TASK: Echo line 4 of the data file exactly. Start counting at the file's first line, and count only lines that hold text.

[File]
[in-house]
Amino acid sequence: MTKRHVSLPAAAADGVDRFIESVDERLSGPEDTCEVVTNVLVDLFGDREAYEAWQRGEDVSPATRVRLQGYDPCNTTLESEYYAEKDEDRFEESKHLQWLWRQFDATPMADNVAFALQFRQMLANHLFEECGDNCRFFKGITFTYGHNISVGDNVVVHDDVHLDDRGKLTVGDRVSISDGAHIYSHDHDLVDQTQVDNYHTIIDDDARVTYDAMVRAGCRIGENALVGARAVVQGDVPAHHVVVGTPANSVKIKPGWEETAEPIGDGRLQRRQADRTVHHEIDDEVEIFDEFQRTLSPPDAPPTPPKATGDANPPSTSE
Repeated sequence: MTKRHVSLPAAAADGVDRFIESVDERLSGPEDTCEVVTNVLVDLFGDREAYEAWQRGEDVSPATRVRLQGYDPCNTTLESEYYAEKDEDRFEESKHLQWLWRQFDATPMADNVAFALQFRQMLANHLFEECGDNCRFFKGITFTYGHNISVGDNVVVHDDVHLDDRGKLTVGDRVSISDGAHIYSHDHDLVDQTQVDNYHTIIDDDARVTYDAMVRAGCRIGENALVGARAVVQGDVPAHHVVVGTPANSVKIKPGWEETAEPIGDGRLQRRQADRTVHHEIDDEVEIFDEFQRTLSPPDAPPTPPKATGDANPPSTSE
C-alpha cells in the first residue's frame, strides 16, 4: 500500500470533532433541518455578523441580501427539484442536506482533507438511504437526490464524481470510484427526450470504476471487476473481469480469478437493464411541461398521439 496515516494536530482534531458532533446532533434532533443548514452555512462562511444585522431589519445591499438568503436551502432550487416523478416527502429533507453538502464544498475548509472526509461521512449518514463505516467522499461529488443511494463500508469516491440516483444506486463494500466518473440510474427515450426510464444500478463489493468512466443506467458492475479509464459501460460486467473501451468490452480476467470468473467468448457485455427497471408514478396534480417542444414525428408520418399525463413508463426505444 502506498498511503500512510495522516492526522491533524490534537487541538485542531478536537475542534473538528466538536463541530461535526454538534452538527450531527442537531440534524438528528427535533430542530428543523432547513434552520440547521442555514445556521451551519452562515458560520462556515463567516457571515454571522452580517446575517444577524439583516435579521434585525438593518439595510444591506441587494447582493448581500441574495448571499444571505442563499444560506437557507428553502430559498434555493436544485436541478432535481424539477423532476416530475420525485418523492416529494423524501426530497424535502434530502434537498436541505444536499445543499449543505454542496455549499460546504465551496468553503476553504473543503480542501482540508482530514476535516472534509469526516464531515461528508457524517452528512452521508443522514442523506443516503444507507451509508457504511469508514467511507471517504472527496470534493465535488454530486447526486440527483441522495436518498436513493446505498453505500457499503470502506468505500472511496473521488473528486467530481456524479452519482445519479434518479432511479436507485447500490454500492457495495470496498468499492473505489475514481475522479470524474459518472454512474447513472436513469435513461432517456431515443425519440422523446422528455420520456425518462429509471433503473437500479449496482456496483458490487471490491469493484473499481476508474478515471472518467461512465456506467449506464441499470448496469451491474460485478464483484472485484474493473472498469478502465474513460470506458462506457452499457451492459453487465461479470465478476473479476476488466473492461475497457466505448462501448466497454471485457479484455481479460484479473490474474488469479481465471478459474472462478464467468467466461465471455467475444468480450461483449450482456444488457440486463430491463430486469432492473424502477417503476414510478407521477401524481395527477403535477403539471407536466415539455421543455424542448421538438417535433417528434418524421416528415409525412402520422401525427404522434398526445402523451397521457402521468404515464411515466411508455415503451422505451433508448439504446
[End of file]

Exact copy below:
C-alpha cells in the first residue's frame, strides 16, 4: 500500500470533532433541518455578523441580501427539484442536506482533507438511504437526490464524481470510484427526450470504476471487476473481469480469478437493464411541461398521439 496515516494536530482534531458532533446532533434532533443548514452555512462562511444585522431589519445591499438568503436551502432550487416523478416527502429533507453538502464544498475548509472526509461521512449518514463505516467522499461529488443511494463500508469516491440516483444506486463494500466518473440510474427515450426510464444500478463489493468512466443506467458492475479509464459501460460486467473501451468490452480476467470468473467468448457485455427497471408514478396534480417542444414525428408520418399525463413508463426505444 502506498498511503500512510495522516492526522491533524490534537487541538485542531478536537475542534473538528466538536463541530461535526454538534452538527450531527442537531440534524438528528427535533430542530428543523432547513434552520440547521442555514445556521451551519452562515458560520462556515463567516457571515454571522452580517446575517444577524439583516435579521434585525438593518439595510444591506441587494447582493448581500441574495448571499444571505442563499444560506437557507428553502430559498434555493436544485436541478432535481424539477423532476416530475420525485418523492416529494423524501426530497424535502434530502434537498436541505444536499445543499449543505454542496455549499460546504465551496468553503476553504473543503480542501482540508482530514476535516472534509469526516464531515461528508457524517452528512452521508443522514442523506443516503444507507451509508457504511469508514467511507471517504472527496470534493465535488454530486447526486440527483441522495436518498436513493446505498453505500457499503470502506468505500472511496473521488473528486467530481456524479452519482445519479434518479432511479436507485447500490454500492457495495470496498468499492473505489475514481475522479470524474459518472454512474447513472436513469435513461432517456431515443425519440422523446422528455420520456425518462429509471433503473437500479449496482456496483458490487471490491469493484473499481476508474478515471472518467461512465456506467449506464441499470448496469451491474460485478464483484472485484474493473472498469478502465474513460470506458462506457452499457451492459453487465461479470465478476473479476476488466473492461475497457466505448462501448466497454471485457479484455481479460484479473490474474488469479481465471478459474472462478464467468467466461465471455467475444468480450461483449450482456444488457440486463430491463430486469432492473424502477417503476414510478407521477401524481395527477403535477403539471407536466415539455421543455424542448421538438417535433417528434418524421416528415409525412402520422401525427404522434398526445402523451397521457402521468404515464411515466411508455415503451422505451433508448439504446